And now, they're coming for your Social Security money - they want your fucking retirement money - they want it back - so they can give it to their criminal friends on Wall Street. And you know something? They'll get it. They'll get it all from you sooner or later. Because they own this fucking place. It's a Big Club: and you're not in it.
Bush seems fixated on his [Oval Office] rug. Virtually all visitors to the Oval Office find him regaling them about how it was chosen and what it represents. Turns out, he always says, the first decision any president makes is what carpet he wants in his office. As a take-charge leader, he then explains, he of course made a command decision — he delegated the decision to Laura Bush, who chose a yellow sunbeam design.
Sometimes Bush describes [The Rug] as a metaphor for leadership. Sometimes he relates how Russian President Vladimir Putin admired the carpet. Sometimes he seems most taken by the lighting qualities.
Though no one will ever be sure, Bush presumably filled out most of Decision Points with his thoughts on the subject; however, he did succinctly summarize The Rug (and its place in history) in the same 2006 WP piece:
“The interesting thing about this rug and why I like it in here is ‘cause I told Laura one thing. I said, ‘Look, I can’t pick the colors and all that. But make it say ‘optimistic person.’”
[Obama] ordered a new oval rug [for the Oval Office] inscribed with his favorite brief quotations from people he admires. “I had a bunch of quotes that didn’t fit [on the rug],” he admitted. One quote that did fit, I saw, was a favorite of Martin Luther King Jr.’s: “The arc of the moral universe is long, but it bends towards justice.”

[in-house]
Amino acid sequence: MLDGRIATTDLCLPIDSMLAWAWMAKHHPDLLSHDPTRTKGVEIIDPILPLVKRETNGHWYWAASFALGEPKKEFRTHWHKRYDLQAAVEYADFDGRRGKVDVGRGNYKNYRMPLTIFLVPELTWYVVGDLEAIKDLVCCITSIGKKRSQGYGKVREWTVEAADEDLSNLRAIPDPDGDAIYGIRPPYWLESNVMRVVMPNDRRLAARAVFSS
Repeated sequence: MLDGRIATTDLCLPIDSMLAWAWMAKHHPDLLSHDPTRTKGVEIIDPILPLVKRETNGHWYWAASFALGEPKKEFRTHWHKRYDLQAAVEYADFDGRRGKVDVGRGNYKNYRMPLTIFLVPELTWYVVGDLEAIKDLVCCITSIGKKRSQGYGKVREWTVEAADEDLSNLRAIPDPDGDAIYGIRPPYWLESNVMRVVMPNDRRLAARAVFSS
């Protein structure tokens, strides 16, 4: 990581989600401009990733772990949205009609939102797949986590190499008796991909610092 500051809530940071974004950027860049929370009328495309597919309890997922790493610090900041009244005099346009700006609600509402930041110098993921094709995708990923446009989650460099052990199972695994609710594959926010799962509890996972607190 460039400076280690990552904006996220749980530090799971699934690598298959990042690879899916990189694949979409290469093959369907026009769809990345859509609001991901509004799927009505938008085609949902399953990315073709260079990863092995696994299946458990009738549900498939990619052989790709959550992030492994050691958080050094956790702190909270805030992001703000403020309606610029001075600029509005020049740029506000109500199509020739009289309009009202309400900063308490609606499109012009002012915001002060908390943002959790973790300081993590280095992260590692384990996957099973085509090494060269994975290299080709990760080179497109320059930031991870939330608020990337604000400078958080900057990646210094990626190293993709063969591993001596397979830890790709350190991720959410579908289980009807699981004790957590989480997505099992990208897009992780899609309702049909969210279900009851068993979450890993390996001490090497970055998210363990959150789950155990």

To echo George Will, “if the Republican Party cannot win in this environment, it has to get out of politics and find another business. “
"Perhaps his raw, slightly unkempt suit balances out Romney’s snazzier, controlled appearance. Ryan’s Midwestern sensibilities and baggy pants may appeal to swing voters who think cuff links are wasteful expenditures. The man believes in trimming budgets, not pant legs."
— Katherine Boyledelivering what must be the finest non-Onion sourced political quotation ever written. The Washington Post, everyone. Cannot imagine why that’s an industry in bad decline. Just a tough environment out there for Serious People; it’s not the content at all. No way.
"Romney won’t have 60 votes in the Senate. But if he has 51, he can use the budget reconciliation process, which is filibuster-proof, to get rid of the law’s spending."
— Ezra Kleinreflects on President Romney’s potential chances and methods should he try repealing the ACA.
I’m not sure when, if ever, the DC Commentariat will get this through their heads: the next time the GOP holds the Presidency and a non-supermajority in the Senate, the filibuster will be eliminated approximately 30 seconds into the new Congress. Period, the end, carve it in stone.